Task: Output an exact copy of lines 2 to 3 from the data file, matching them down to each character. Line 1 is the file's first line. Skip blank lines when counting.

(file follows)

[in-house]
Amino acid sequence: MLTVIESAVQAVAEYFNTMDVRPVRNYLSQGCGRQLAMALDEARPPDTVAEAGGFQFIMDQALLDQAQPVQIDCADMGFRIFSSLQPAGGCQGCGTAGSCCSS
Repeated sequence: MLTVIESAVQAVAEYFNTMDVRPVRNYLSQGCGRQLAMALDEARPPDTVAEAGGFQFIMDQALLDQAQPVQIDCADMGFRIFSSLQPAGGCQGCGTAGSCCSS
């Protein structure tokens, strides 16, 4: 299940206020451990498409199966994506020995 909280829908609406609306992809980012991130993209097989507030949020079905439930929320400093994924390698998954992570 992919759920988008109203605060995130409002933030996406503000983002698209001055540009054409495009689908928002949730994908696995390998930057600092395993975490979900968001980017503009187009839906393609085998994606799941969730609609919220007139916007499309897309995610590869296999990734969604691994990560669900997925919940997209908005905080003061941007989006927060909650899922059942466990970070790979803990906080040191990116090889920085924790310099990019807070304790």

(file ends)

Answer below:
Amino acid sequence: MLTVIESAVQAVAEYFNTMDVRPVRNYLSQGCGRQLAMALDEARPPDTVAEAGGFQFIMDQALLDQAQPVQIDCADMGFRIFSSLQPAGGCQGCGTAGSCCSS
Repeated sequence: MLTVIESAVQAVAEYFNTMDVRPVRNYLSQGCGRQLAMALDEARPPDTVAEAGGFQFIMDQALLDQAQPVQIDCADMGFRIFSSLQPAGGCQGCGTAGSCCSS